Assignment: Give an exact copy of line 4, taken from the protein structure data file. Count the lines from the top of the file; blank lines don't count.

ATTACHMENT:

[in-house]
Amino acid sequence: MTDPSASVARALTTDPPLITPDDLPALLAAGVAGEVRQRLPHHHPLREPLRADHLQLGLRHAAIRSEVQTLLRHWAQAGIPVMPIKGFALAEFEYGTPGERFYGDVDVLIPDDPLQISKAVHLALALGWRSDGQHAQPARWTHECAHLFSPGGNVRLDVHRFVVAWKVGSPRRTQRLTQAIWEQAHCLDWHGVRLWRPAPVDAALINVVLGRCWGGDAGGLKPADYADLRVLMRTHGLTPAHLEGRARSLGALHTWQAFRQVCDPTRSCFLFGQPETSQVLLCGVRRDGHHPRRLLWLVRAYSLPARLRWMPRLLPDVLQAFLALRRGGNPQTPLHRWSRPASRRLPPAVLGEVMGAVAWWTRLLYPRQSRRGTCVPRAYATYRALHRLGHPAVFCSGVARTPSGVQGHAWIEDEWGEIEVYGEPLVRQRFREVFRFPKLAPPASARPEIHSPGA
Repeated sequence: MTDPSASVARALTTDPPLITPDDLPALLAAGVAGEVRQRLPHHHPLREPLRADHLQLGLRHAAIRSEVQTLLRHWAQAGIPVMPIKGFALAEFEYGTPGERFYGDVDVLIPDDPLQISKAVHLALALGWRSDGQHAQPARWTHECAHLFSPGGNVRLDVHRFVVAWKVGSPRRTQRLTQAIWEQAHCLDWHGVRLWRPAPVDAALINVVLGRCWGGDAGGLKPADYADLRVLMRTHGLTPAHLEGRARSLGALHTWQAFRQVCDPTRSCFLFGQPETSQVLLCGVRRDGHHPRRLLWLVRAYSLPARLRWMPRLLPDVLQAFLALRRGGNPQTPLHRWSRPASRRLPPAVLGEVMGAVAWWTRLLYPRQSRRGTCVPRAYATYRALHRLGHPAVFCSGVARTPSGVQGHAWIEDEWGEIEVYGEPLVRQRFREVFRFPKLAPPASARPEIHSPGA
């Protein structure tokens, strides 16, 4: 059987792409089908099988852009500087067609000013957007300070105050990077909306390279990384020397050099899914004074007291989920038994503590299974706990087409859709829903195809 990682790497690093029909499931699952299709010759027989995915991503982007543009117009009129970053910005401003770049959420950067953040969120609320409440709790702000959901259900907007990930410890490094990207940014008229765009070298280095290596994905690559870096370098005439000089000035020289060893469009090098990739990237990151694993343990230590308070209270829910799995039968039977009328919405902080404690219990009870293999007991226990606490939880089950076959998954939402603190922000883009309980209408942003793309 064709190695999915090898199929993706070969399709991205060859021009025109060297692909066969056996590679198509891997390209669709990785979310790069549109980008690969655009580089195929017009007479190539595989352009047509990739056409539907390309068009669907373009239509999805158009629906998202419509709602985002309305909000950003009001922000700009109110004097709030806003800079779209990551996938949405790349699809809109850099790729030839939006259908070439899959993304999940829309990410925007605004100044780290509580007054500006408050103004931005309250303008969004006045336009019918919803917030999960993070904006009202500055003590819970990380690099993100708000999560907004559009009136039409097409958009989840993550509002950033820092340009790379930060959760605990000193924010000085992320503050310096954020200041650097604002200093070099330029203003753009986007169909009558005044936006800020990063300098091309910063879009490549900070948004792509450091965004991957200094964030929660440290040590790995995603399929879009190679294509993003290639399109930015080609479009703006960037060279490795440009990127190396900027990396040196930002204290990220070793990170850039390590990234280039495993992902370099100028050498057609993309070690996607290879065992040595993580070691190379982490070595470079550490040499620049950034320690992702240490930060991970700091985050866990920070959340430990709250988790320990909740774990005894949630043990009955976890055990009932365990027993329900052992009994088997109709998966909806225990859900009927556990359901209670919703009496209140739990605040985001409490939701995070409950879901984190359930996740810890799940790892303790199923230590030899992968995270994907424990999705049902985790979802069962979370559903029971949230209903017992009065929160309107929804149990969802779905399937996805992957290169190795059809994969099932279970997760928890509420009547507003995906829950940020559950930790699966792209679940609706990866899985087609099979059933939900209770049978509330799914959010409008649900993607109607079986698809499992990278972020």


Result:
């Protein structure tokens, strides 16, 4: 059987792409089908099988852009500087067609000013957007300070105050990077909306390279990384020397050099899914004074007291989920038994503590299974706990087409859709829903195809 990682790497690093029909499931699952299709010759027989995915991503982007543009117009009129970053910005401003770049959420950067953040969120609320409440709790702000959901259900907007990930410890490094990207940014008229765009070298280095290596994905690559870096370098005439000089000035020289060893469009090098990739990237990151694993343990230590308070209270829910799995039968039977009328919405902080404690219990009870293999007991226990606490939880089950076959998954939402603190922000883009309980209408942003793309 064709190695999915090898199929993706070969399709991205060859021009025109060297692909066969056996590679198509891997390209669709990785979310790069549109980008690969655009580089195929017009007479190539595989352009047509990739056409539907390309068009669907373009239509999805158009629906998202419509709602985002309305909000950003009001922000700009109110004097709030806003800079779209990551996938949405790349699809809109850099790729030839939006259908070439899959993304999940829309990410925007605004100044780290509580007054500006408050103004931005309250303008969004006045336009019918919803917030999960993070904006009202500055003590819970990380690099993100708000999560907004559009009136039409097409958009989840993550509002950033820092340009790379930060959760605990000193924010000085992320503050310096954020200041650097604002200093070099330029203003753009986007169909009558005044936006800020990063300098091309910063879009490549900070948004792509450091965004991957200094964030929660440290040590790995995603399929879009190679294509993003290639399109930015080609479009703006960037060279490795440009990127190396900027990396040196930002204290990220070793990170850039390590990234280039495993992902370099100028050498057609993309070690996607290879065992040595993580070691190379982490070595470079550490040499620049950034320690992702240490930060991970700091985050866990920070959340430990709250988790320990909740774990005894949630043990009955976890055990009932365990027993329900052992009994088997109709998966909806225990859900009927556990359901209670919703009496209140739990605040985001409490939701995070409950879901984190359930996740810890799940790892303790199923230590030899992968995270994907424990999705049902985790979802069962979370559903029971949230209903017992009065929160309107929804149990969802779905399937996805992957290169190795059809994969099932279970997760928890509420009547507003995906829950940020559950930790699966792209679940609706990866899985087609099979059933939900209770049978509330799914959010409008649900993607109607079986698809499992990278972020």